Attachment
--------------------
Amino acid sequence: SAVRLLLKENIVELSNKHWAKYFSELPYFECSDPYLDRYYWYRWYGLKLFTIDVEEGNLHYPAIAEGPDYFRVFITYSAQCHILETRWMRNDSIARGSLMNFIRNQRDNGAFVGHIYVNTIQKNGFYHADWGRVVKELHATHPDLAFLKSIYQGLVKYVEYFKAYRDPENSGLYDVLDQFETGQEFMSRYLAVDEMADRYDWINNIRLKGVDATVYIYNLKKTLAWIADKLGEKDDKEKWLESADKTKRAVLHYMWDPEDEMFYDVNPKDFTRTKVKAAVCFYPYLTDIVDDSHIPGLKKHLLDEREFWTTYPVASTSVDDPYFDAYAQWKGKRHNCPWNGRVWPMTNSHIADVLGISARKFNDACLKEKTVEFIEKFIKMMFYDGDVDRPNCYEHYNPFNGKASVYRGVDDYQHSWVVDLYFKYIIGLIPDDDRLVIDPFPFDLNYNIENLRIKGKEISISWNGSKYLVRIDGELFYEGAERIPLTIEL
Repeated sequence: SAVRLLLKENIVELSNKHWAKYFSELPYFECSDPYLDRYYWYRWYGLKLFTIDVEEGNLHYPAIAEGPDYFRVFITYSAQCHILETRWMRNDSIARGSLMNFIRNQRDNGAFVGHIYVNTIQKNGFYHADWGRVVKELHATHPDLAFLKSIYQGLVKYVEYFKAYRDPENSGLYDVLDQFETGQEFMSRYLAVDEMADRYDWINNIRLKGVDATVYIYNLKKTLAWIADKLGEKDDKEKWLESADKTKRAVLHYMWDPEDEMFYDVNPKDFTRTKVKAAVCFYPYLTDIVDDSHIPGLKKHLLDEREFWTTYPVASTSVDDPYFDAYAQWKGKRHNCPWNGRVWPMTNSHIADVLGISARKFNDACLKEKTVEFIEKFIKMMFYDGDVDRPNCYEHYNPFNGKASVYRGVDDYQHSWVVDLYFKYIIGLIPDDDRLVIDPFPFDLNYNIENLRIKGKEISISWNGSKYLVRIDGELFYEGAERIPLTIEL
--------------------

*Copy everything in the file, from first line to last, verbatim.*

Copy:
Amino acid sequence: SAVRLLLKENIVELSNKHWAKYFSELPYFECSDPYLDRYYWYRWYGLKLFTIDVEEGNLHYPAIAEGPDYFRVFITYSAQCHILETRWMRNDSIARGSLMNFIRNQRDNGAFVGHIYVNTIQKNGFYHADWGRVVKELHATHPDLAFLKSIYQGLVKYVEYFKAYRDPENSGLYDVLDQFETGQEFMSRYLAVDEMADRYDWINNIRLKGVDATVYIYNLKKTLAWIADKLGEKDDKEKWLESADKTKRAVLHYMWDPEDEMFYDVNPKDFTRTKVKAAVCFYPYLTDIVDDSHIPGLKKHLLDEREFWTTYPVASTSVDDPYFDAYAQWKGKRHNCPWNGRVWPMTNSHIADVLGISARKFNDACLKEKTVEFIEKFIKMMFYDGDVDRPNCYEHYNPFNGKASVYRGVDDYQHSWVVDLYFKYIIGLIPDDDRLVIDPFPFDLNYNIENLRIKGKEISISWNGSKYLVRIDGELFYEGAERIPLTIEL
Repeated sequence: SAVRLLLKENIVELSNKHWAKYFSELPYFECSDPYLDRYYWYRWYGLKLFTIDVEEGNLHYPAIAEGPDYFRVFITYSAQCHILETRWMRNDSIARGSLMNFIRNQRDNGAFVGHIYVNTIQKNGFYHADWGRVVKELHATHPDLAFLKSIYQGLVKYVEYFKAYRDPENSGLYDVLDQFETGQEFMSRYLAVDEMADRYDWINNIRLKGVDATVYIYNLKKTLAWIADKLGEKDDKEKWLESADKTKRAVLHYMWDPEDEMFYDVNPKDFTRTKVKAAVCFYPYLTDIVDDSHIPGLKKHLLDEREFWTTYPVASTSVDDPYFDAYAQWKGKRHNCPWNGRVWPMTNSHIADVLGISARKFNDACLKEKTVEFIEKFIKMMFYDGDVDRPNCYEHYNPFNGKASVYRGVDDYQHSWVVDLYFKYIIGLIPDDDRLVIDPFPFDLNYNIENLRIKGKEISISWNGSKYLVRIDGELFYEGAERIPLTIEL